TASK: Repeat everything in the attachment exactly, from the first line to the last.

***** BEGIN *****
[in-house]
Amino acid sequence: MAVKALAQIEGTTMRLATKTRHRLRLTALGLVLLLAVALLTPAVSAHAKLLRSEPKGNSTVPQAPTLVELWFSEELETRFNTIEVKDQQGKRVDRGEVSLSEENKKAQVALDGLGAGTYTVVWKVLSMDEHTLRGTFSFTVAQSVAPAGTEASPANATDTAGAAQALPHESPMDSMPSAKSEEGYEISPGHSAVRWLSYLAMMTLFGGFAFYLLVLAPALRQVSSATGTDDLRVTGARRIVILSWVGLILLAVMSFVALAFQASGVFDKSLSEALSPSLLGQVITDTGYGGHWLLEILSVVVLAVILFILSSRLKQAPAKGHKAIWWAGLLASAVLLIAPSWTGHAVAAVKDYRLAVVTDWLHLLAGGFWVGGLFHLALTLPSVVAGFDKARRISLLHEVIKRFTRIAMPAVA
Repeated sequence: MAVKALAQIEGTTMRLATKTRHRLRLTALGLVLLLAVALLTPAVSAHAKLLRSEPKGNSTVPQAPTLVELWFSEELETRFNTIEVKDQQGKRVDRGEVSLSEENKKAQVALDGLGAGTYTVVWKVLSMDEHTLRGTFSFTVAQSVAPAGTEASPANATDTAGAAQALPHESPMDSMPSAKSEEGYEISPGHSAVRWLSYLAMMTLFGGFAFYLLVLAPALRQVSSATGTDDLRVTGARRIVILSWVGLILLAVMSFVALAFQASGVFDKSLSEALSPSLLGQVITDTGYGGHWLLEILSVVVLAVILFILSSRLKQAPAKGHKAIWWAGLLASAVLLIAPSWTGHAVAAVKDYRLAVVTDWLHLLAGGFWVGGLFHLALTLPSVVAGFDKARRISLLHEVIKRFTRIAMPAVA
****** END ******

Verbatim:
[in-house]
Amino acid sequence: MAVKALAQIEGTTMRLATKTRHRLRLTALGLVLLLAVALLTPAVSAHAKLLRSEPKGNSTVPQAPTLVELWFSEELETRFNTIEVKDQQGKRVDRGEVSLSEENKKAQVALDGLGAGTYTVVWKVLSMDEHTLRGTFSFTVAQSVAPAGTEASPANATDTAGAAQALPHESPMDSMPSAKSEEGYEISPGHSAVRWLSYLAMMTLFGGFAFYLLVLAPALRQVSSATGTDDLRVTGARRIVILSWVGLILLAVMSFVALAFQASGVFDKSLSEALSPSLLGQVITDTGYGGHWLLEILSVVVLAVILFILSSRLKQAPAKGHKAIWWAGLLASAVLLIAPSWTGHAVAAVKDYRLAVVTDWLHLLAGGFWVGGLFHLALTLPSVVAGFDKARRISLLHEVIKRFTRIAMPAVA
Repeated sequence: MAVKALAQIEGTTMRLATKTRHRLRLTALGLVLLLAVALLTPAVSAHAKLLRSEPKGNSTVPQAPTLVELWFSEELETRFNTIEVKDQQGKRVDRGEVSLSEENKKAQVALDGLGAGTYTVVWKVLSMDEHTLRGTFSFTVAQSVAPAGTEASPANATDTAGAAQALPHESPMDSMPSAKSEEGYEISPGHSAVRWLSYLAMMTLFGGFAFYLLVLAPALRQVSSATGTDDLRVTGARRIVILSWVGLILLAVMSFVALAFQASGVFDKSLSEALSPSLLGQVITDTGYGGHWLLEILSVVVLAVILFILSSRLKQAPAKGHKAIWWAGLLASAVLLIAPSWTGHAVAAVKDYRLAVVTDWLHLLAGGFWVGGLFHLALTLPSVVAGFDKARRISLLHEVIKRFTRIAMPAVA